Thursday, 6 January 2011

Nina Simone - To Love Somebody (1969/ No. 5/ 9 weeks/ RCA)

There's a light
A certain kind of light
It's never shone on me...

Much as I admire the Bee Gees, I do often find their records emotionally problematic, encouraging me to respond to them as diverting pop artifacts rather than as songs. Frequently a line will stop me in my tracks, and I'll get lost in thinking "Well, what on earth was that supposed to mean?", and I'll then lose my thread of emotional engagement for a little while.

I want my whole liife to be
Lived with you
Lived with you

Which is emphatically NOT the case with this cover version. Could any performance ever be more direct? Nina Simone reduces the song to its bare bones, transforming it from a crafted structure of verses and choruses into what feels like an elemental force of want and need.

There's a way
Everybody say
Do each and every little thing
But what good does it bring?
If I ain't got you?
BACKING SINGERS: If I ain't got you!
If I ain't got you?
BACKING SINGERS: If I ain't got you!

In the unlikely event that my mother was ever introduced to Nina Simone, I am in no doubt that her verdict would have been that she had met what she would classify as "a difficult woman". There's a degree of life experience that goes into this performance that you don't need to know the biography to get (though the biography is worth reading!) But, crucially, it's the voice of a middle-aged woman who knows how to deal with suffering. The singer's tone is always slightly unexpected here. You think that you've heard an angry record, but then when you return to it, the moments where you thought that the anger erupted then turn out to be something else;

In my brain
See your face again...
I know my frame of mind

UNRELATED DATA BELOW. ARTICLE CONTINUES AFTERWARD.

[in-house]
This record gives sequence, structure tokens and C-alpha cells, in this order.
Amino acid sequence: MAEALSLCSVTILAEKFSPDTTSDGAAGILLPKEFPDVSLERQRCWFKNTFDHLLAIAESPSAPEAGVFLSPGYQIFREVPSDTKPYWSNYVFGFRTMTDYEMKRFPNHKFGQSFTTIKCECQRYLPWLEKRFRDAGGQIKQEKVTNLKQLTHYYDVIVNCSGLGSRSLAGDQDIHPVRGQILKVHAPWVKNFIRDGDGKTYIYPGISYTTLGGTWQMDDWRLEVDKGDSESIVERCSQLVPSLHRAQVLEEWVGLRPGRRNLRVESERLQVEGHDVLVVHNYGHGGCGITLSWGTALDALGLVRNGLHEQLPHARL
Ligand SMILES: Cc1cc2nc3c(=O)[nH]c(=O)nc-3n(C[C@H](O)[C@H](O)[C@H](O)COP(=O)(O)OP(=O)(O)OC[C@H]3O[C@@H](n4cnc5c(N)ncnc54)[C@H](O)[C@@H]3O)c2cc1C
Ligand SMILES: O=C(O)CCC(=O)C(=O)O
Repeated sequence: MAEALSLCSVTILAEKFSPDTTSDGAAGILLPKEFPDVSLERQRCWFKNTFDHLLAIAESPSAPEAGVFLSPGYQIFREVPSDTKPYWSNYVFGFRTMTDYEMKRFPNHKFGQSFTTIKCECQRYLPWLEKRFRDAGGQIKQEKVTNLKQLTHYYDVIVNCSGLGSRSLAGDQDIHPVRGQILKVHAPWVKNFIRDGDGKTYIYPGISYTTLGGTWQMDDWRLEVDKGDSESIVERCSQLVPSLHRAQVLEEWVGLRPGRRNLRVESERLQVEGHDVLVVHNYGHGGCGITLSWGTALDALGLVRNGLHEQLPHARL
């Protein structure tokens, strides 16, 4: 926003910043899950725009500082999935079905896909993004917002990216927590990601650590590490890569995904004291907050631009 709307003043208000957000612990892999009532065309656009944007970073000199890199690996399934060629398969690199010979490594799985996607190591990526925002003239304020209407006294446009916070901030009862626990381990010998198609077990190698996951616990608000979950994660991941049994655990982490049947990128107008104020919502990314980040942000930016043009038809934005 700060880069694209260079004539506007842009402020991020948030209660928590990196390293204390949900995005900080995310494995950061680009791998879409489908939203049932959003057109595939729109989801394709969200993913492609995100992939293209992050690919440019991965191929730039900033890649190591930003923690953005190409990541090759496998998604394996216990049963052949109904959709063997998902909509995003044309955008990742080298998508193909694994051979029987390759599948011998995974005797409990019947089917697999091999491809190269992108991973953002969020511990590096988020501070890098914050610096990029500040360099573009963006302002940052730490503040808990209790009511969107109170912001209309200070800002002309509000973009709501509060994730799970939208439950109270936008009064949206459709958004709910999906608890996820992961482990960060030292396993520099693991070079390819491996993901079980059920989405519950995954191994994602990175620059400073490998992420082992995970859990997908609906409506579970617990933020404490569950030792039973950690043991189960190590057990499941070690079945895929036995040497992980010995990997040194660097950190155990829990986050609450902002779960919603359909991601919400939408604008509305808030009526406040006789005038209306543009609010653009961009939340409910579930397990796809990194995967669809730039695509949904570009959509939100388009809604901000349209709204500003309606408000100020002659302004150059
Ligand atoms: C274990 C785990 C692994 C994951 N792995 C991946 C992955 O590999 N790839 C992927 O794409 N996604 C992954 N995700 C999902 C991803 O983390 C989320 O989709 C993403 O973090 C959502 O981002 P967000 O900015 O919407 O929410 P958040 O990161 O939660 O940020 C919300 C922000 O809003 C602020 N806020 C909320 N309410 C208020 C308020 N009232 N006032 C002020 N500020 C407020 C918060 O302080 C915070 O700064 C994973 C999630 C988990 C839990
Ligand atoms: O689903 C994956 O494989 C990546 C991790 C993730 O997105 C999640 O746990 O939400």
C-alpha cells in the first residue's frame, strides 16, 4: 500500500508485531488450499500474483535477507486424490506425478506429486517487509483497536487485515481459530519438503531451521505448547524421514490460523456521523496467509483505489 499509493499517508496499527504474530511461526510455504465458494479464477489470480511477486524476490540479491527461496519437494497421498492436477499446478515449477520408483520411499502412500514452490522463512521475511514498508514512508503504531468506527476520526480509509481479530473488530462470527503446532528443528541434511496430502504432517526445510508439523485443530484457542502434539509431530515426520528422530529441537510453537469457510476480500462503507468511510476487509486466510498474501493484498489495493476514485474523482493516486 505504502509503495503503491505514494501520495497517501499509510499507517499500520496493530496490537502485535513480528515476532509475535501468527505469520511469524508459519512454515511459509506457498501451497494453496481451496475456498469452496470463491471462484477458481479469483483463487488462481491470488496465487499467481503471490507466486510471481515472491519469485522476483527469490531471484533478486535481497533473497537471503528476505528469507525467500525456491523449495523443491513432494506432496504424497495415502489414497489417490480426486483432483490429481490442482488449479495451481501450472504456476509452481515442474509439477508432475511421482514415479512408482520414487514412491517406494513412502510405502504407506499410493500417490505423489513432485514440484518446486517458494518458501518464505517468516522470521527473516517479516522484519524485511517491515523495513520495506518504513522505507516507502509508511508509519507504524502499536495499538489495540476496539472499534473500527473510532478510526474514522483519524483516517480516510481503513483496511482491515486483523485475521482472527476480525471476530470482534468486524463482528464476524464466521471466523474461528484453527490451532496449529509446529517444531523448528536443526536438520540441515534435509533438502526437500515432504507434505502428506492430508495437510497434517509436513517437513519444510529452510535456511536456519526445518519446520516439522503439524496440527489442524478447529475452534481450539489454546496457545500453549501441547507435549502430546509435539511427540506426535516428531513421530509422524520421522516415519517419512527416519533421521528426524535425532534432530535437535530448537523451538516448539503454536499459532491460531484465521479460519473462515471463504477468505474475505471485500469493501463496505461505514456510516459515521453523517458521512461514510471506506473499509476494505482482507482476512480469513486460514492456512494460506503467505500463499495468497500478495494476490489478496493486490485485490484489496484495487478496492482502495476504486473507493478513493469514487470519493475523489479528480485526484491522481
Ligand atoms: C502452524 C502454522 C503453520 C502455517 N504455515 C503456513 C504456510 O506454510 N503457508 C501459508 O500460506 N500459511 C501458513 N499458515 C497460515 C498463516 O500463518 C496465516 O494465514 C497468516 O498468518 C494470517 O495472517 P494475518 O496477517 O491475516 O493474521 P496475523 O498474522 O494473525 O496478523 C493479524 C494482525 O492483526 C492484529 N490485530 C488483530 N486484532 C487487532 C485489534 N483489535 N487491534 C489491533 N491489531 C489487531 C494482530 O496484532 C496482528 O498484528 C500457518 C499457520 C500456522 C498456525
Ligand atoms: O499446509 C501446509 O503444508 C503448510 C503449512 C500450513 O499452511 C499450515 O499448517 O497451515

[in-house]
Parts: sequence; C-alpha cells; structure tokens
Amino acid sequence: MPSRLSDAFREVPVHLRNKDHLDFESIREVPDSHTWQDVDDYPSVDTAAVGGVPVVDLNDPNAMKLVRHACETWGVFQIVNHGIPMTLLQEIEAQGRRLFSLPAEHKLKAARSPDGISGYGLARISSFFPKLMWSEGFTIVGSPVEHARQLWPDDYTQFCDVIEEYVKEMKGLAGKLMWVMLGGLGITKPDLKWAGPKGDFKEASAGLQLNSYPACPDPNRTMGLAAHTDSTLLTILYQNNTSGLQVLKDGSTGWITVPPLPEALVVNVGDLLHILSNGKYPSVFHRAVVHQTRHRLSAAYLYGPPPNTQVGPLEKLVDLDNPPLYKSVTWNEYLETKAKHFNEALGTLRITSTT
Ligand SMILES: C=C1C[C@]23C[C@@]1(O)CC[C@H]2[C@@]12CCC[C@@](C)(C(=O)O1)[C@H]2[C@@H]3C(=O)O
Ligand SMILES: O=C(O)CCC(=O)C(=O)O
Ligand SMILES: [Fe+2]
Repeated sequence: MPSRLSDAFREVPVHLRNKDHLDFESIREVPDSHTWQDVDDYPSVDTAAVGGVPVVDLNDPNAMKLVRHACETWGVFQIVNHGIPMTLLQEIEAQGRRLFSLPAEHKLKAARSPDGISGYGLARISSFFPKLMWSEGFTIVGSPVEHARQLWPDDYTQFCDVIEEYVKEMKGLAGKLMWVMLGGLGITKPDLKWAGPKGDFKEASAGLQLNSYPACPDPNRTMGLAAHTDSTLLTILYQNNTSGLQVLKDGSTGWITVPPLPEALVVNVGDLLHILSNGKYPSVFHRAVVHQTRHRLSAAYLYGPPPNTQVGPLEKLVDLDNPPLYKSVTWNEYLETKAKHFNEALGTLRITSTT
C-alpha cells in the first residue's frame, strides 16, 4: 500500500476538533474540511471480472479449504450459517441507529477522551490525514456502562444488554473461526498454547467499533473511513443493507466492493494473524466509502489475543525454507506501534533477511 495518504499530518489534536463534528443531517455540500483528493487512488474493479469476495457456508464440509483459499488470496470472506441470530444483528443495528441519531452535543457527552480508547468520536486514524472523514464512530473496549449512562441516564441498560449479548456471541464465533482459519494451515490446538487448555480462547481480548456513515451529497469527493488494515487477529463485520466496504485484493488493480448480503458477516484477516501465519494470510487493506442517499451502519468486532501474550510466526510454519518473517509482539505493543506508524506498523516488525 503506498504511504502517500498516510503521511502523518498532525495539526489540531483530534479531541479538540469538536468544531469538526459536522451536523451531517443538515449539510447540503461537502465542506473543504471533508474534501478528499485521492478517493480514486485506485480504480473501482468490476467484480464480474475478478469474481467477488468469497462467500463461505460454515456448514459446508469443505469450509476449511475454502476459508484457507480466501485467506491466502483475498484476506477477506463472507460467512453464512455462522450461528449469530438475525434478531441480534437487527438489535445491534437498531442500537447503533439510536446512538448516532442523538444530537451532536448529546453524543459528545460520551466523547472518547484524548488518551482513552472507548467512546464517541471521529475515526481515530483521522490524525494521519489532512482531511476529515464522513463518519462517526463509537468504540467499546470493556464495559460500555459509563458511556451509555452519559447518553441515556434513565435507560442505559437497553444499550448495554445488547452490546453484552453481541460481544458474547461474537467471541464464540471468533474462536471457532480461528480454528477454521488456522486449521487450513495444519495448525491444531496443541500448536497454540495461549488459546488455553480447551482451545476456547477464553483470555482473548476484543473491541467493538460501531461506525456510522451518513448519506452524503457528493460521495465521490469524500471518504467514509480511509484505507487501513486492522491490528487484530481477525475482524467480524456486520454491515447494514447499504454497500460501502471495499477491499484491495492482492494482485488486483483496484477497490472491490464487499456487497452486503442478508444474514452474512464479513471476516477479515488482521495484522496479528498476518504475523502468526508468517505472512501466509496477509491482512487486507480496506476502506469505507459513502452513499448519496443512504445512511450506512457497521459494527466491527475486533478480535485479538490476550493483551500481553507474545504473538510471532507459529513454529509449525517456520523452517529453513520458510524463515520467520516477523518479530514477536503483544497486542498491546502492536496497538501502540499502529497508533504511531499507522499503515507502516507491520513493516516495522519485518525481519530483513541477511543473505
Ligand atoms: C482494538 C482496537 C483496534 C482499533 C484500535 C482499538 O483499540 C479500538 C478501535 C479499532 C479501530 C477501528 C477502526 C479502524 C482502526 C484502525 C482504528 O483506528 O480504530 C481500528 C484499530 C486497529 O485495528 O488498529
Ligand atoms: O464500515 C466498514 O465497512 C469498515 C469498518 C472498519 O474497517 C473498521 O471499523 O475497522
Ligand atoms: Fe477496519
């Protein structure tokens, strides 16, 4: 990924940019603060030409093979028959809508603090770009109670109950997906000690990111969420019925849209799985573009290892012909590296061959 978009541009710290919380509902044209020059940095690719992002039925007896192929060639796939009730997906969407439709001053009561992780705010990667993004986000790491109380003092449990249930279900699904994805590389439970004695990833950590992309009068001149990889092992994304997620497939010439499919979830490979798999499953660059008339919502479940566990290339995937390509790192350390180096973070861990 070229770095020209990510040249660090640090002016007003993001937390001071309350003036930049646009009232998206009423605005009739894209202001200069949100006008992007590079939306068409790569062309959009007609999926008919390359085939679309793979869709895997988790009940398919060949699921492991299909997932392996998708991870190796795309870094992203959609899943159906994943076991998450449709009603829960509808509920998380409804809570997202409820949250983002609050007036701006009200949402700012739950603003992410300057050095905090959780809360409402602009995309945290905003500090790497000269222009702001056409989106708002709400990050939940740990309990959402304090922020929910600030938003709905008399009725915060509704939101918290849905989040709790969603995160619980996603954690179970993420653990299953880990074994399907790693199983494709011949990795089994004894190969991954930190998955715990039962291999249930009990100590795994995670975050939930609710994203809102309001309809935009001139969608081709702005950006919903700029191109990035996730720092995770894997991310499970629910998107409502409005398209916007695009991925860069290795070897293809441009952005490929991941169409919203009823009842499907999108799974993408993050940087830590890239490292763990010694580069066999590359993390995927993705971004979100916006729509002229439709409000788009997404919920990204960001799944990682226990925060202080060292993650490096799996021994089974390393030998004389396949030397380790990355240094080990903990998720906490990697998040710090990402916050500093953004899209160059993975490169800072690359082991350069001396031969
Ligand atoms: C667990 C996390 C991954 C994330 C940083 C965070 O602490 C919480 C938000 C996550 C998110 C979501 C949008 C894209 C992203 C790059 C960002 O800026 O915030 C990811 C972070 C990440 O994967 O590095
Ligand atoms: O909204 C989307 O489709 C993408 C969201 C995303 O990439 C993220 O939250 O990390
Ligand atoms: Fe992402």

You ain't got to be so blind...
And I'm blind so blind

(The delivery of every line here manages to anticipate the way that the feeling is then developed in the next one. The voice opens up with "See your face again", but the infection is also one of bitter self-knowledge, a mood then accentuated in the self-deprecating "I know my frame of mind", the rather cumbersome expression phrased ironically. "You ain't GOT to be so blind" turns a slightly knowing scorn onto the unattainable other, but the suffering intonation is then turned inwards with redoubled force on the repeated "blind". This is acute stuff!)

But I'm a woman
Can't you see what I am?
I live and breathe for you
What good does it do?

The arrangement of this is very strange. Although it has to act primarily as support for the singer, if you heard this as an instrumental, you wouldn't call it pop at all, more like improv-jazz. Its led by great heavy drum rolls, crashes and occasional tinkles. All other instrumentation comes in broken shards, bobbing up to the surface and then disappearing. The elements of pop orchestration, the strings and brass, are only an erratic presence, making this operate as a pop ballad while reminding you that it doesn't sound much like one.

You don't know
What it's like

There's a paradoxical discrepancy between the two versions. If somebody spoke to you as they do in the Bee Gees original, you'd find them rather trying company, their words in part a strategy, hamstrung by a self-conscious awareness of the impression that the speaker must be giving to the listener, the pleading tone likely to make you snap "Oh, just get over yourself!" Put the same words in Nina Simone's mouth, however, and they start to become actively intimidating, something that you'd have to deal with immediately, and unless you were of equivalent strong-will - and I'm not sure that anybody else is! - probably submit to.

Baby you don't know
What it's like
To love somebody
To love somebody
The way I love you

An astonishing, unavoidable performance.

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